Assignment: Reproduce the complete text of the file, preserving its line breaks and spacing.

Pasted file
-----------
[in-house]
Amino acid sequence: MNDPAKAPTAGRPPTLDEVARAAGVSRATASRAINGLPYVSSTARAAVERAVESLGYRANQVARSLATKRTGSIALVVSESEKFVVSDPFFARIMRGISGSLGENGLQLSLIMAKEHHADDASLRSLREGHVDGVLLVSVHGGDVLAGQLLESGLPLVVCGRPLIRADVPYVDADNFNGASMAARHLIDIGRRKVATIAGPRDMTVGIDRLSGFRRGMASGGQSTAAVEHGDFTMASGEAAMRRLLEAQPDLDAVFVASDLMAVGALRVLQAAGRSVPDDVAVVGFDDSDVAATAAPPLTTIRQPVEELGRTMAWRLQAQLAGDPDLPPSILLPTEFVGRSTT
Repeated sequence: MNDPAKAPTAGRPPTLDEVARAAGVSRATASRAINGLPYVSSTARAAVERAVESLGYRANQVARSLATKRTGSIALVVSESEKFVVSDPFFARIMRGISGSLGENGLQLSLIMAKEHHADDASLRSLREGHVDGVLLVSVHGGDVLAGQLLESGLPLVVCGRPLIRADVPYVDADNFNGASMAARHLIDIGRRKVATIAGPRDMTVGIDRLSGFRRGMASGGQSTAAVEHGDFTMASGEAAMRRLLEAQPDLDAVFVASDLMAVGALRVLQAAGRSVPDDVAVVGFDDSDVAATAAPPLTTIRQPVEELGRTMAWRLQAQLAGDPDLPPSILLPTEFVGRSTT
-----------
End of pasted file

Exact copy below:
[in-house]
Amino acid sequence: MNDPAKAPTAGRPPTLDEVARAAGVSRATASRAINGLPYVSSTARAAVERAVESLGYRANQVARSLATKRTGSIALVVSESEKFVVSDPFFARIMRGISGSLGENGLQLSLIMAKEHHADDASLRSLREGHVDGVLLVSVHGGDVLAGQLLESGLPLVVCGRPLIRADVPYVDADNFNGASMAARHLIDIGRRKVATIAGPRDMTVGIDRLSGFRRGMASGGQSTAAVEHGDFTMASGEAAMRRLLEAQPDLDAVFVASDLMAVGALRVLQAAGRSVPDDVAVVGFDDSDVAATAAPPLTTIRQPVEELGRTMAWRLQAQLAGDPDLPPSILLPTEFVGRSTT
Repeated sequence: MNDPAKAPTAGRPPTLDEVARAAGVSRATASRAINGLPYVSSTARAAVERAVESLGYRANQVARSLATKRTGSIALVVSESEKFVVSDPFFARIMRGISGSLGENGLQLSLIMAKEHHADDASLRSLREGHVDGVLLVSVHGGDVLAGQLLESGLPLVVCGRPLIRADVPYVDADNFNGASMAARHLIDIGRRKVATIAGPRDMTVGIDRLSGFRRGMASGGQSTAAVEHGDFTMASGEAAMRRLLEAQPDLDAVFVASDLMAVGALRVLQAAGRSVPDDVAVVGFDDSDVAATAAPPLTTIRQPVEELGRTMAWRLQAQLAGDPDLPPSILLPTEFVGRSTT